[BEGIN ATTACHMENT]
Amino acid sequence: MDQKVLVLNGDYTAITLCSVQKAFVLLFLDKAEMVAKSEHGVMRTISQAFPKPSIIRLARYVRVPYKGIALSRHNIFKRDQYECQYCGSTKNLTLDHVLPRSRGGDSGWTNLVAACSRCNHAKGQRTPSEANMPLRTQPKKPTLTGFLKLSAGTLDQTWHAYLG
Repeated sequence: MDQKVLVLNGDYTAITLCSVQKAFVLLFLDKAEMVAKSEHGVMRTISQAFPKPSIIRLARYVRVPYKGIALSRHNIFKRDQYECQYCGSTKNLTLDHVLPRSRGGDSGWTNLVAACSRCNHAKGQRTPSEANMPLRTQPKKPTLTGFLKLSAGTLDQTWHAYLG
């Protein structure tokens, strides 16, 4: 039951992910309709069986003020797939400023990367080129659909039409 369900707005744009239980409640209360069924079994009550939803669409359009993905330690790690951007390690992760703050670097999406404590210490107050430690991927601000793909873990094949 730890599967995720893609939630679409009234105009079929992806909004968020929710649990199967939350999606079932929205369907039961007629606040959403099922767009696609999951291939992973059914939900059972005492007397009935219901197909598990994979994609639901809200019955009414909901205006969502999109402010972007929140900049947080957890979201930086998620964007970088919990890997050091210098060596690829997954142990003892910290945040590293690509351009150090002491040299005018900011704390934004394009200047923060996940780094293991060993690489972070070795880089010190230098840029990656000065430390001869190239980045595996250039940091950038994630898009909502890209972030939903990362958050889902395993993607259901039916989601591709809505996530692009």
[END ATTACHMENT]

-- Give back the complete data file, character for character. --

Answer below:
Amino acid sequence: MDQKVLVLNGDYTAITLCSVQKAFVLLFLDKAEMVAKSEHGVMRTISQAFPKPSIIRLARYVRVPYKGIALSRHNIFKRDQYECQYCGSTKNLTLDHVLPRSRGGDSGWTNLVAACSRCNHAKGQRTPSEANMPLRTQPKKPTLTGFLKLSAGTLDQTWHAYLG
Repeated sequence: MDQKVLVLNGDYTAITLCSVQKAFVLLFLDKAEMVAKSEHGVMRTISQAFPKPSIIRLARYVRVPYKGIALSRHNIFKRDQYECQYCGSTKNLTLDHVLPRSRGGDSGWTNLVAACSRCNHAKGQRTPSEANMPLRTQPKKPTLTGFLKLSAGTLDQTWHAYLG
């Protein structure tokens, strides 16, 4: 039951992910309709069986003020797939400023990367080129659909039409 369900707005744009239980409640209360069924079994009550939803669409359009993905330690790690951007390690992760703050670097999406404590210490107050430690991927601000793909873990094949 730890599967995720893609939630679409009234105009079929992806909004968020929710649990199967939350999606079932929205369907039961007629606040959403099922767009696609999951291939992973059914939900059972005492007397009935219901197909598990994979994609639901809200019955009414909901205006969502999109402010972007929140900049947080957890979201930086998620964007970088919990890997050091210098060596690829997954142990003892910290945040590293690509351009150090002491040299005018900011704390934004394009200047923060996940780094293991060993690489972070070795880089010190230098840029990656000065430390001869190239980045595996250039940091950038994630898009909502890209972030939903990362958050889902395993993607259901039916989601591709809505996530692009």